In this second part of an exclusive two-part interview with Staffing Talk, we speak with Jennifer Duggan, shareholder, Porter Scott, and the lead defense counsel for a small Sacramento County, California staffing company that prevailed in a re-trial of allegations leveled in a lawsuit by industry giant Aerotek Inc.
Aerotek accused The Johnson Group staffing company – started by former Aerotek employee Christopher Johnson – of trade secret misappropriation, client solicitation and breach of contract.
After a pair of trials, a Sacramento County jury recently ruled that The Johnson Group did not unlawfully misappropriate or solicit any of Aerotek’s clients nor unlawfully disclose any of Aerotek’s trade secret information. Aerotek was entirely defeated in this latest re-trial.
But it may not be over, as we find out.
Staffing Talk: Your firm, Porter Scott, was paid for some of your legal services early on, but then decided to continue with the case by converting it to pro bono.
Jennifer Duggan: That’s right. At some point we all realized The Johnson Group was going to have to go under due to the legal bills. They would not have been able to sustain the financial burden of paying our fees and fighting the lawsuit.
ST: What about this case resonated with the firm and caused you to want to see it through, even if you didn’t make money on it?
JD: There were a variety of factors actually. Some of the handling and the tactics employed by the other side made us angry on behalf of our client. So we weren’t very pleased by that and felt our client was not well equipped to fight back. That got us to dig our heels in and solidified our client relationship and our desire to help. But sometimes you just have to do the right thing. That’s true even if it’s a financial strain to the firm to take on a big case that demands a lot of time and resources.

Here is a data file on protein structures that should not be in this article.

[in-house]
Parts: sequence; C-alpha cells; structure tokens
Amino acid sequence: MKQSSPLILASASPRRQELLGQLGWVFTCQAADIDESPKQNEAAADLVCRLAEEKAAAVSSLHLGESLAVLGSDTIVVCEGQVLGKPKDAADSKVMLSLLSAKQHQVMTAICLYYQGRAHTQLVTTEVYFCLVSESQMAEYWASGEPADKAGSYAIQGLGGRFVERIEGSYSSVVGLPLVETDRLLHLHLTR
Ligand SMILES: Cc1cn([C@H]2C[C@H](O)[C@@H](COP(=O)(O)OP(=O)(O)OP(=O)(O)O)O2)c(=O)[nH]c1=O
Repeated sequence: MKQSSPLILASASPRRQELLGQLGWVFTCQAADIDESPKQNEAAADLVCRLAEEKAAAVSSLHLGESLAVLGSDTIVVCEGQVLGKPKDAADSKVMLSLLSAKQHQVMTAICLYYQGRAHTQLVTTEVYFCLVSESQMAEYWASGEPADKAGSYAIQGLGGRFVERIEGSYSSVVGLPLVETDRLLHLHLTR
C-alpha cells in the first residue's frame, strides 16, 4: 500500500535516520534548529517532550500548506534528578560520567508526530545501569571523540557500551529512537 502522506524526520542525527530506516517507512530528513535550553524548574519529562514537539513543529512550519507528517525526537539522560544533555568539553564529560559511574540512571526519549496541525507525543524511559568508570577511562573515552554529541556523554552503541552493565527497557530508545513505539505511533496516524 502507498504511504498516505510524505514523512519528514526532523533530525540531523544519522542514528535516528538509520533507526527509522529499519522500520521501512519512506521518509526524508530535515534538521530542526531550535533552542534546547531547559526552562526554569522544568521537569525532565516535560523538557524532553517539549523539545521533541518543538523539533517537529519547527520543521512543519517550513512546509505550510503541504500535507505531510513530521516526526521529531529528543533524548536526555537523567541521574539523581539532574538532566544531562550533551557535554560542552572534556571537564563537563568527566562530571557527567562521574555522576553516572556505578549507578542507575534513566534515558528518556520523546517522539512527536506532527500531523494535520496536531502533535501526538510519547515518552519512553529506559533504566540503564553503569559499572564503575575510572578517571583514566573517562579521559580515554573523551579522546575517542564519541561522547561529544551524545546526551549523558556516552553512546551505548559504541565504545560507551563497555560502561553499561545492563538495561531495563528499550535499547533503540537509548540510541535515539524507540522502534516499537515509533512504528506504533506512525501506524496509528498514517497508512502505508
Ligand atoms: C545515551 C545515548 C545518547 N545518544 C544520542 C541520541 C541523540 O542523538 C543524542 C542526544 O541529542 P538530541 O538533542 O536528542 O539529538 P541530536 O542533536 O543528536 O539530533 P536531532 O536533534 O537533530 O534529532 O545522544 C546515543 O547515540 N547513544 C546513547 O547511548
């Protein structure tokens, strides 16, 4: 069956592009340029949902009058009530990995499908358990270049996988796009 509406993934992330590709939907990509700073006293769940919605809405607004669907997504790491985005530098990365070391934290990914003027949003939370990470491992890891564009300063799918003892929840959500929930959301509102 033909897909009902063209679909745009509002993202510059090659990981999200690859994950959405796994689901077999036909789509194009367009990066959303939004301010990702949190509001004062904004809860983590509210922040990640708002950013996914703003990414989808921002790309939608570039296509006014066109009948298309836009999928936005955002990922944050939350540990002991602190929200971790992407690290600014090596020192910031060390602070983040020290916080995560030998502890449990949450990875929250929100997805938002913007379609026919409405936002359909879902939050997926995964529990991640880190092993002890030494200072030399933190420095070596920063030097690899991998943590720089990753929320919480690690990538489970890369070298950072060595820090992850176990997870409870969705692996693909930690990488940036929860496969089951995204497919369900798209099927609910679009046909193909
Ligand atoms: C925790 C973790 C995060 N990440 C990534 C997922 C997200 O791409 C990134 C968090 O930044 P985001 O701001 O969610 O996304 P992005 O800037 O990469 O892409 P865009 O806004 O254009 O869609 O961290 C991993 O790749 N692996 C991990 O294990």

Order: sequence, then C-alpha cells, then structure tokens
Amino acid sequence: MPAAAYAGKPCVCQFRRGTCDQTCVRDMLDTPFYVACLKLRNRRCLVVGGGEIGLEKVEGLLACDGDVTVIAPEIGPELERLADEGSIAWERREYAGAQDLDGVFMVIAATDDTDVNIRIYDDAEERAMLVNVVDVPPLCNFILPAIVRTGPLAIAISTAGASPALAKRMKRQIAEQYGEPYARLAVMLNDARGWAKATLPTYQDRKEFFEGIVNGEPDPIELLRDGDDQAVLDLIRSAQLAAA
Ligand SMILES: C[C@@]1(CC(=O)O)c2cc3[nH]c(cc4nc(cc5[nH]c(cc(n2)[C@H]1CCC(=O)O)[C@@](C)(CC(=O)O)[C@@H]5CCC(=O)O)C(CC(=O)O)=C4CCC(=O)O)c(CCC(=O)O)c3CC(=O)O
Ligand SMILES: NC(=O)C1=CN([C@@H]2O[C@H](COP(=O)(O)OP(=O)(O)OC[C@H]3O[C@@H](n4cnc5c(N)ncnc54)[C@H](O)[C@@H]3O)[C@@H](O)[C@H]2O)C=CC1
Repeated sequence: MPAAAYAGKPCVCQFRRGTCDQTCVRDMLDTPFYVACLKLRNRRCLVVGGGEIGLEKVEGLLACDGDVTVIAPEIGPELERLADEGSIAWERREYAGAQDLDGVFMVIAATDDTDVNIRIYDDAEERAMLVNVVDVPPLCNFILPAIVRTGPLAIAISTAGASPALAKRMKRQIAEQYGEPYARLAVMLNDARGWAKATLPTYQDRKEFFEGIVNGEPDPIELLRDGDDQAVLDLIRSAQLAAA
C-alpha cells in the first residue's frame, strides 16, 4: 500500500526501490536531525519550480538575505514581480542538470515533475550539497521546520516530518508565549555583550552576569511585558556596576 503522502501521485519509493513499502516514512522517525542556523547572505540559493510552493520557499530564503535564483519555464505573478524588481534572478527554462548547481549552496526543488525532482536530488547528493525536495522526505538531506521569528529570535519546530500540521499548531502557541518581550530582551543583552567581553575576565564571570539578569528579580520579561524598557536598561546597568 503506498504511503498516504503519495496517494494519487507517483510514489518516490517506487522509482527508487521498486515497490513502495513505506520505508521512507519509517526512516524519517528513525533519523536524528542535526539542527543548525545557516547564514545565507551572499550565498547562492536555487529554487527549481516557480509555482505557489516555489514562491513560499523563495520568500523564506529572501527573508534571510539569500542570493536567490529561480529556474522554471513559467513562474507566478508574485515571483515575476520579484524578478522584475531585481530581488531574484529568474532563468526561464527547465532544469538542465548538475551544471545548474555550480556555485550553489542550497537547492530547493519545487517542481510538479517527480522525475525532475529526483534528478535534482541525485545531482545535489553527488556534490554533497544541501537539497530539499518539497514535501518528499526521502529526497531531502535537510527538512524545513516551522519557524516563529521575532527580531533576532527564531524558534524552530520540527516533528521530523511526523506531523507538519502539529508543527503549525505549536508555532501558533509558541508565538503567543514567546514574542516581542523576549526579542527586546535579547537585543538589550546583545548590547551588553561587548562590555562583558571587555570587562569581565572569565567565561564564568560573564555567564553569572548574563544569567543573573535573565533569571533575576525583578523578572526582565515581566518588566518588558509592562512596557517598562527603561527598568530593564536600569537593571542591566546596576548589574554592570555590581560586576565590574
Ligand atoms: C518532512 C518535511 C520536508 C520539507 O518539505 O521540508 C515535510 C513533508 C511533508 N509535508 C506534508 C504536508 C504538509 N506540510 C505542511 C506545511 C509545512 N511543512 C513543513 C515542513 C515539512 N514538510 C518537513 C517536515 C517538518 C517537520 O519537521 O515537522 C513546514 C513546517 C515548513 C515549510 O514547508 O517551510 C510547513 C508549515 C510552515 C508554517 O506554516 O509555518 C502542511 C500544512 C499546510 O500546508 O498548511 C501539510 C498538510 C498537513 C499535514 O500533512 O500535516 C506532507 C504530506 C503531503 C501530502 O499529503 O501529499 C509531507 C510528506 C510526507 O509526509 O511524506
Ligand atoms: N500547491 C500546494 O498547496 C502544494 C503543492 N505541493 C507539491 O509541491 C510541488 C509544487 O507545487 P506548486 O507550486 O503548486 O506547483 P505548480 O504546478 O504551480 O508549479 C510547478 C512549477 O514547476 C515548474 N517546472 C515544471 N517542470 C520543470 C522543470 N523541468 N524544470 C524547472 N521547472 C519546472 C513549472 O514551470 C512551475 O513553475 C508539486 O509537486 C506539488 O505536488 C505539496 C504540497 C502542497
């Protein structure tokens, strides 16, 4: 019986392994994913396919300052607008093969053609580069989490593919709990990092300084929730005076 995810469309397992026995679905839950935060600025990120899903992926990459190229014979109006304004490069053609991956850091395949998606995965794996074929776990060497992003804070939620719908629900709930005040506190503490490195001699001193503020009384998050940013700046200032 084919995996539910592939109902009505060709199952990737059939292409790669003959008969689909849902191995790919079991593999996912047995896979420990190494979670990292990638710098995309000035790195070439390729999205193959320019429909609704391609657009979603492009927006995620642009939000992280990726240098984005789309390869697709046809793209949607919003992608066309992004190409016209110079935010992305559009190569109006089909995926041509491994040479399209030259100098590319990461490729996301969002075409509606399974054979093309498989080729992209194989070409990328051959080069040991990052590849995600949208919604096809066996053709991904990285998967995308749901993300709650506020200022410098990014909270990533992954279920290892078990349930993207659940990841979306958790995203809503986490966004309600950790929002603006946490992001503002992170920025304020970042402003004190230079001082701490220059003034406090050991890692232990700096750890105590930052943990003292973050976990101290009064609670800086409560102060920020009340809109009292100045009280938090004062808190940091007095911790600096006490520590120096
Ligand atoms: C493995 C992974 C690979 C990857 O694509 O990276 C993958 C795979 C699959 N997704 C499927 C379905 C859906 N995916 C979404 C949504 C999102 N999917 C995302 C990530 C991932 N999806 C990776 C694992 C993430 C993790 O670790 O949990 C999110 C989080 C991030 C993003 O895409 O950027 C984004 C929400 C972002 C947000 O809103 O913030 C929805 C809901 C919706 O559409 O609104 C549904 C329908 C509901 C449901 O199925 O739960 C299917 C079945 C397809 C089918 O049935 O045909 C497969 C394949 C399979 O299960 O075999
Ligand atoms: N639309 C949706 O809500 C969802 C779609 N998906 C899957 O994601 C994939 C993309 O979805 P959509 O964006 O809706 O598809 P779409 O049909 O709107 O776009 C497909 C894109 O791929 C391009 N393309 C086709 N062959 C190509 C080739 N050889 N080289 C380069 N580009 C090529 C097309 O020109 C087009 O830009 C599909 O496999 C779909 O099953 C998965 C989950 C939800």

ST: The verdict was probably the first most of us outside of the greater Sacramento area had heard of the case. Did the case generate much buzz locally?
JD: Because it’s a trade secret case the Plaintiff invoked all kinds of confidentiality requirements, so it has been difficult for the media to track. Everything along the way that would be considered juicy I suppose has been sealed.
ST: Is this the end?
JD: The Plaintiff made a request for the transcripts of the case and that typically means they plan to appeal. We feel very vindicated on behalf of the client, but this may drag out before it reaches its ultimate conclusion.
ST: Your firm issued a statement saying, “The jury absolutely got this one right.” Could you expand on that a bit?
JD: They sensed from the beginning that there was no wrongdoing under the law, and that Aerotek was using this case as a scare tactic to dissuade other employees from leaving the company to form a competitor business.
ST: Thank you for your time. I’m sure lots of people in staffing are interested in the verdict, and what the implications for the industry might be.
JD: No problem. Glad to do it.